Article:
Author: An Na
Publisher: Atheneum/Caitlyn Dlouhy Books
First Published: 2001
Genres: Coming of Age, Contemporary, Young Adult
When Young Ju is four years old, she learns that her family is leaving their small fishing village in Korea to live in Mi Gook. Young Ju has heard enough about Mi Gook to be sure the place they are moving to is paradise, that she and her family are going to heaven.
After flying through the sky for a long time, Young Ju finds out that Mi Gook is actually a regular earthly place called America. And it doesn't feel at all like heaven. A STEP FROM HEAVEN follows Young's life from the age of 4 all the way up until she is ready for college, as we watch her change from a hopeful girl into a hardened young adult.Also by this author: The Place Between Breaths
Warnings: Domestic Abuse, Alcohol Abuse, Animal Death
A Step from Heaven is not an easy book to address. It follows the life of Young Ju Park and her family; they are Korean immigrants pursuing the American dream. The book takes place over a wide span of time from the age of four to graduating high school. The story focuses not on the everyday events of the narrator, but instead on the major events that impacted her and her family as they struggle to acclimate to American culture. It is a classic immigrant story that is deeply heartfelt and inspirational, but it’s also a story about motherhood, and the sacrifices that parents make for their children for the chance to give them a good life.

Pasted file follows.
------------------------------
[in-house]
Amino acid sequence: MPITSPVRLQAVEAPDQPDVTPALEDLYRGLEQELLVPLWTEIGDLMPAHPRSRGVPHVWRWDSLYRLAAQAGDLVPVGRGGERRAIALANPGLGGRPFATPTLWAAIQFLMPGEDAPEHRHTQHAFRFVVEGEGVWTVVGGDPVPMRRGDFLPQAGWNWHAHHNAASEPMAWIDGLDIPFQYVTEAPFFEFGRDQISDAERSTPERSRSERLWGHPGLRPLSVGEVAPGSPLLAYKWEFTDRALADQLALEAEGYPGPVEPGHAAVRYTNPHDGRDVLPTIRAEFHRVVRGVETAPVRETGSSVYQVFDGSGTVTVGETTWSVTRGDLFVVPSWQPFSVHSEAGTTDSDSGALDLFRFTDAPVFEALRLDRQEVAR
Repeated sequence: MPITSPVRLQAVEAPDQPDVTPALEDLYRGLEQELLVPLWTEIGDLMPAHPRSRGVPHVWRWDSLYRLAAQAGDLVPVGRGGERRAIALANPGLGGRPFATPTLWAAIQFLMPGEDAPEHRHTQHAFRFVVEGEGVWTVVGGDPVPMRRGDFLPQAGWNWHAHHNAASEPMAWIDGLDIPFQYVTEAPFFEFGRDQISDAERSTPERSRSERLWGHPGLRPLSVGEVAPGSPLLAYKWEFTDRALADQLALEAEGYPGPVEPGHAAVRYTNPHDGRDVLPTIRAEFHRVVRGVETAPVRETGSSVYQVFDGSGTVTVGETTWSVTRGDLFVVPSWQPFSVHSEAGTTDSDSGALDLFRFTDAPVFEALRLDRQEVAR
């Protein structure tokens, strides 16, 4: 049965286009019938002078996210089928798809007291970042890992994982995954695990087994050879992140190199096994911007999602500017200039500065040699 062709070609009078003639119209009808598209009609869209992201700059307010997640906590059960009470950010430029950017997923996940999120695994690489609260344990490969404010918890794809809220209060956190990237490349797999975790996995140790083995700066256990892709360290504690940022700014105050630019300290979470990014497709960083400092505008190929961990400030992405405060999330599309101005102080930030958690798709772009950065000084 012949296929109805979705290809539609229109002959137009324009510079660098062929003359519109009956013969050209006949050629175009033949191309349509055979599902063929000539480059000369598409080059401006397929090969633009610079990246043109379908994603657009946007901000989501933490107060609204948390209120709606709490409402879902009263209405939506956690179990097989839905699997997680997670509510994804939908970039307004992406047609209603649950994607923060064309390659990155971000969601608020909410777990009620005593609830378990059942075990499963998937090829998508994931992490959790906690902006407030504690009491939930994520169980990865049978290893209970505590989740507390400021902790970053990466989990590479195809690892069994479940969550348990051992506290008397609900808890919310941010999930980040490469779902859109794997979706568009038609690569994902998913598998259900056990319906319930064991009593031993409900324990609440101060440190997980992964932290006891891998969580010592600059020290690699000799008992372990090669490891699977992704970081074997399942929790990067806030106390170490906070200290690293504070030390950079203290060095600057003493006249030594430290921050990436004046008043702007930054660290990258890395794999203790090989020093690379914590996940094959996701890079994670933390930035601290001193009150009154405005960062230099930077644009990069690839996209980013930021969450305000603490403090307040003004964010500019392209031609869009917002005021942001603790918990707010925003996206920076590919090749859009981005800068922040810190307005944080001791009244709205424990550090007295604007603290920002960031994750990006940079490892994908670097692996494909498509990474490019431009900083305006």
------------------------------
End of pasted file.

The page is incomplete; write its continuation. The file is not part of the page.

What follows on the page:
I didn’t expect this book to trigger something in me, but I found myself feeling pretty melancholy during certain parts of the book. I didn’t realize it before I picked up this book, but the later chapters hit really close to home that was startlingly accurate. Domestic abuse is an undercurrent within this story that builds steadily over time before reaching a boiling point and it made my heart ache. This is a young adult novel, so the story can be a little bit simplistic, but I appreciated how the writing becomes more refined as the main character grows older, steadily learns English, raises to the top of her class, yet the sentence structure still has hints that remind me that English is the narrator’s second language, which kept the narration feeling authentic.
An easy one to recommend for those looking for a good family story, but suffers a little bit from the tired immigration story that is so prevalent in American literature. For young adults, however, this book can be a good introduction to people whose experiences growing up in America can differ vastly from their own, and the role that culture plays in each person’s development.
“Your life can be different, Young Ju. Study and be strong. In America, women have choices.”